Homeschool

Why Teaching Filipino Is Important

Growing up, I learned Tagalog through my everyday conversations but admittedly, I loved English more. I would choose Dickens over Balagtas. When I pondered why, I realized it’s because English was living for me. Filipino was not. My Nanay filled our home with books, ranging from novels to Christian books to encyclopedias. Our family car had lots of cassette tapes of fairy tales and Sunday School songs. All of these are in English. I soared in my grades in English but I did not fare that well in Filipino, especially in high school when the novels were part of the required readings. It’s ironic that in the Philippines, Filipino kids are not taught our beautiful language in a manner that is interesting and living for them.

When I passed UPCAT, I chose Linguistics. I initially did not know what I will learn but I know it will be about language. I am in love with language especially how one speaker can mix and match words to convey meaning. I love how it evolves over time and how speakers of the same language interpret certain words differently. When I was studying Linguistics, I realized how important languages are. Language is Culture.

Cultural heritage does not end at monuments and collections of objects. It also includes traditions or living expressions inherited from our ancestors and passed on to our descendants, such as oral traditions, performing arts, social practices, rituals, festive events, knowledge and practices concerning nature and the universe or the knowledge and skills to produce traditional crafts.“ (UNESCO)

When a people group stops using a language, their culture starts to diminish. Imagine Philippines with diminishing oral traditions, no Filipino plays or people who do not know what binatog is. Filipino parents should teach children our language not only for good grades, but to preserve what we have for the generations to come.

The English language is very fortunate. It has multiplied itself in different nations. Its written documents are extensive. This language is celebrated throughout the world, especially in the digital age. Filipino is not as lucky. We have only a number of Filipino publishers. Worse, our own people do not speak the language.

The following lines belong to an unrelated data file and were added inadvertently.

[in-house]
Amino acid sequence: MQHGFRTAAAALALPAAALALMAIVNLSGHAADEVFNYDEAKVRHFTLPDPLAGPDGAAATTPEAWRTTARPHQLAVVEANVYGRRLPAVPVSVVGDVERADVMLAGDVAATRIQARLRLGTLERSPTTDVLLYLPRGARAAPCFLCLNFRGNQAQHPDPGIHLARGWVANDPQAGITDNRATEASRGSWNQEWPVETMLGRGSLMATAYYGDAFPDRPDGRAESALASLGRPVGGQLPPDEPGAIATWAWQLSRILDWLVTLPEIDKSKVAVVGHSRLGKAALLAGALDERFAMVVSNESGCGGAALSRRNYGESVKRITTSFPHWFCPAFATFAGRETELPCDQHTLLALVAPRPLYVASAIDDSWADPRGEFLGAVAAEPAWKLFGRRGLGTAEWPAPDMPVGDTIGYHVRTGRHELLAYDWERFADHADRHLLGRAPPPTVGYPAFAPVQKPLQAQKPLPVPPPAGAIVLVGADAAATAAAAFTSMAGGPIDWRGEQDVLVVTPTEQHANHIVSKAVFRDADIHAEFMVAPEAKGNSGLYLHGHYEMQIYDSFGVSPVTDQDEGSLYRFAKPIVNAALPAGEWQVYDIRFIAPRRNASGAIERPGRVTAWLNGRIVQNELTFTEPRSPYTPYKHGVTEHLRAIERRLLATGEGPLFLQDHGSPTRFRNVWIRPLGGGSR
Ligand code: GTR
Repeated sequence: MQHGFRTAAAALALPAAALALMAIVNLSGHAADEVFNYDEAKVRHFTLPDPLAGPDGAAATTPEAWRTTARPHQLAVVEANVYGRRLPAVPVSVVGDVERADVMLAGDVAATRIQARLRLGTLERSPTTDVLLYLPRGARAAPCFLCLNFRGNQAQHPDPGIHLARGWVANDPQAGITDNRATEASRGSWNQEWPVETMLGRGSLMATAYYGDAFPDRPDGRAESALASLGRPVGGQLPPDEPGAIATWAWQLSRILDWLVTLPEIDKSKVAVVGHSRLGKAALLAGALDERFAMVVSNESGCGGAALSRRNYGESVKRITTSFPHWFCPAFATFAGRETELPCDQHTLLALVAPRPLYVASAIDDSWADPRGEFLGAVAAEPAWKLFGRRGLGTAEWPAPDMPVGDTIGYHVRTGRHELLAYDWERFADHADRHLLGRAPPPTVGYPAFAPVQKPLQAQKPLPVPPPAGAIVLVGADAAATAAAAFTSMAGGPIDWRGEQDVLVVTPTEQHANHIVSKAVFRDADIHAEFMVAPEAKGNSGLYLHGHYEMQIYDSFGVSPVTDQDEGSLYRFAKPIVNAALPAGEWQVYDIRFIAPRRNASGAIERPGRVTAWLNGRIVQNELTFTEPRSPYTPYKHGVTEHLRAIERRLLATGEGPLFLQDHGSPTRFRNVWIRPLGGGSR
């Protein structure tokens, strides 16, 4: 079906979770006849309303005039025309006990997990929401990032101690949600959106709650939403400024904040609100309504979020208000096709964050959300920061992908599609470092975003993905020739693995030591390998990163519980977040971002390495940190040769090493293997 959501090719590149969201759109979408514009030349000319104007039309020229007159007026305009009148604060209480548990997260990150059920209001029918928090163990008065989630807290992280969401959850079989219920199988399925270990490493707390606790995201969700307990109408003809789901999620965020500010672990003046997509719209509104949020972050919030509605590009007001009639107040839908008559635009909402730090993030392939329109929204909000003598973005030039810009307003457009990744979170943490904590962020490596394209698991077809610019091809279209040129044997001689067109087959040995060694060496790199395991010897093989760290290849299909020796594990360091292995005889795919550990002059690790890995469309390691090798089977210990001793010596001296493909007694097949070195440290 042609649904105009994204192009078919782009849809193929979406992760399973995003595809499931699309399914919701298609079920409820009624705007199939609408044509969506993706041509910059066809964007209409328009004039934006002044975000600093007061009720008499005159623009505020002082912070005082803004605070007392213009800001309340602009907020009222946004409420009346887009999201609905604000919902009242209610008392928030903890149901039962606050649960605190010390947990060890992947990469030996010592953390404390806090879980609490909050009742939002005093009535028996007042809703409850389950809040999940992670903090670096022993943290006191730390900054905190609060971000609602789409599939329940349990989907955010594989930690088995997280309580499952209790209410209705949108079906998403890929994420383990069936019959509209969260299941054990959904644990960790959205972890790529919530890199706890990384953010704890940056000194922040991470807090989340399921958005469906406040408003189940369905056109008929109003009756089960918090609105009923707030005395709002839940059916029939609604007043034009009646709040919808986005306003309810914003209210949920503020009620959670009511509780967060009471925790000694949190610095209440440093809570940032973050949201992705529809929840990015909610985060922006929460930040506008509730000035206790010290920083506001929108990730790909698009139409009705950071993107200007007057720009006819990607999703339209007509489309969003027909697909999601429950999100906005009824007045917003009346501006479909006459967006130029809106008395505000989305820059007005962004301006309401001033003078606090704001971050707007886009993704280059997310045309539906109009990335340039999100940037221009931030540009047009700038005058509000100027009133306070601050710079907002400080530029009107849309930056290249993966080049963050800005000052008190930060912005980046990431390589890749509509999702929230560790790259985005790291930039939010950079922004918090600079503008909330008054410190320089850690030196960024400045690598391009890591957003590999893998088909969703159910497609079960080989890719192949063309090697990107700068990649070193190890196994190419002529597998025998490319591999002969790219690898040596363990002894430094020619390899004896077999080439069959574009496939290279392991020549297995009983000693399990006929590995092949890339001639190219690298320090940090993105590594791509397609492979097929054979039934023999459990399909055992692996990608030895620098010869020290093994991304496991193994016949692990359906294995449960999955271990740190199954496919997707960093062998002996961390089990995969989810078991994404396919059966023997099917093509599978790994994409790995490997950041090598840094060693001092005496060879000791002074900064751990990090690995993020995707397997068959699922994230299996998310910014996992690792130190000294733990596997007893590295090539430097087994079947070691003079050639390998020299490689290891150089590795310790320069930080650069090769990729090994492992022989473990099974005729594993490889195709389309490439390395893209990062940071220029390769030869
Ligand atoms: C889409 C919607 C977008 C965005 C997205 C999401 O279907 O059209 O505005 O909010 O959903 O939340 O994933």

Unfortunately, in my daughter’s generation, the speakers of Tagalog are decreasing in number. The ironic part is, Filipino kids who do not speak Filipino reside in the Philippines. This is why I am motivated to teach my daughter our beautiful language one step at a time. She is not as sharp in Filipino as she is in English, even if that’s the language we use at home. I am going with her pace in learning the language.

Even before I start sharing practices to teach the language, I want to take the burden off of my daughter’s shoulders to be the epitome of a Tagalog-speaking Filipino kid. She is loving the language one step at a time as I gently introduce it to her. One sure way of killing the desire of a child to learn Filipino is to force it with drills and writing. I want my child to love learning it.

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I will be sharing some practices I learned from my studies in Linguistics and from my experience as a TESOL certified teacher and as a Tagalog language teacher. After my short time as a HR personnel, I went to teach Tagalog in a language school for missionaries. In our school, I was able to teach speakers of varied languages. I taught our beautiful language to Americans, Russians, Germans, Koreans, Aussies and so on. It’s a joy to hear them speak our language. We teach them from zero to advanced level. The goal is for them to learn to converse in the language, compose a life-giving message and be confident to preach God’s message in the language. Their heart is to minister to Filipinos.

In spite of my professional background in language teaching, I still do not consider myself an expert of the language. In the coming weeks, I will be sharing some practices on how to teach our language to our children. The succeeding entries here are my daughter’s journey to learn our language one step at a time.

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